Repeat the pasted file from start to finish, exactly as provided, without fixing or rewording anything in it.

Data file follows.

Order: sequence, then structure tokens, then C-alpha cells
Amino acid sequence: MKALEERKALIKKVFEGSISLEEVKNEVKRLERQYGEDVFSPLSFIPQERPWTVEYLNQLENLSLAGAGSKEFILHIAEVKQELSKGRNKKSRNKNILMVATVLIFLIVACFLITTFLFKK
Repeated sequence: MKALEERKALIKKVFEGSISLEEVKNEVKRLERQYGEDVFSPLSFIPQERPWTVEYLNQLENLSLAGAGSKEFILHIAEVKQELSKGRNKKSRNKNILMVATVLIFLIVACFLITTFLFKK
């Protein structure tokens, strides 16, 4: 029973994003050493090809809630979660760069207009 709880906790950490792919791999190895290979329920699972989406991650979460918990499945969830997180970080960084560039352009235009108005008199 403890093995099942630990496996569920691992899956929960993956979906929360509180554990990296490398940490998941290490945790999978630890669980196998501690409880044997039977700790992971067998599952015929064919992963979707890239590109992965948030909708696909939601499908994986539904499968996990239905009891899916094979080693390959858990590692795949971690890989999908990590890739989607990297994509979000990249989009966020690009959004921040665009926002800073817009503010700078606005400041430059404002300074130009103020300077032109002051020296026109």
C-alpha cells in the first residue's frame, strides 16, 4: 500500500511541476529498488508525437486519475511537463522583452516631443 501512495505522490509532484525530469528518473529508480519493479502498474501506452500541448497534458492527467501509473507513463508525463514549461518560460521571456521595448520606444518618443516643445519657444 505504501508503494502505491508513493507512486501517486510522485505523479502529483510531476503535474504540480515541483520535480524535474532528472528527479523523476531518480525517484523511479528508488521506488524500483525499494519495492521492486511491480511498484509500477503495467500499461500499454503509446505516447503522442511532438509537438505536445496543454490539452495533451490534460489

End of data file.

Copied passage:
Order: sequence, then structure tokens, then C-alpha cells
Amino acid sequence: MKALEERKALIKKVFEGSISLEEVKNEVKRLERQYGEDVFSPLSFIPQERPWTVEYLNQLENLSLAGAGSKEFILHIAEVKQELSKGRNKKSRNKNILMVATVLIFLIVACFLITTFLFKK
Repeated sequence: MKALEERKALIKKVFEGSISLEEVKNEVKRLERQYGEDVFSPLSFIPQERPWTVEYLNQLENLSLAGAGSKEFILHIAEVKQELSKGRNKKSRNKNILMVATVLIFLIVACFLITTFLFKK
């Protein structure tokens, strides 16, 4: 029973994003050493090809809630979660760069207009 709880906790950490792919791999190895290979329920699972989406991650979460918990499945969830997180970080960084560039352009235009108005008199 403890093995099942630990496996569920691992899956929960993956979906929360509180554990990296490398940490998941290490945790999978630890669980196998501690409880044997039977700790992971067998599952015929064919992963979707890239590109992965948030909708696909939601499908994986539904499968996990239905009891899916094979080693390959858990590692795949971690890989999908990590890739989607990297994509979000990249989009966020690009959004921040665009926002800073817009503010700078606005400041430059404002300074130009103020300077032109002051020296026109």
C-alpha cells in the first residue's frame, strides 16, 4: 500500500511541476529498488508525437486519475511537463522583452516631443 501512495505522490509532484525530469528518473529508480519493479502498474501506452500541448497534458492527467501509473507513463508525463514549461518560460521571456521595448520606444518618443516643445519657444 505504501508503494502505491508513493507512486501517486510522485505523479502529483510531476503535474504540480515541483520535480524535474532528472528527479523523476531518480525517484523511479528508488521506488524500483525499494519495492521492486511491480511498484509500477503495467500499461500499454503509446505516447503522442511532438509537438505536445496543454490539452495533451490534460489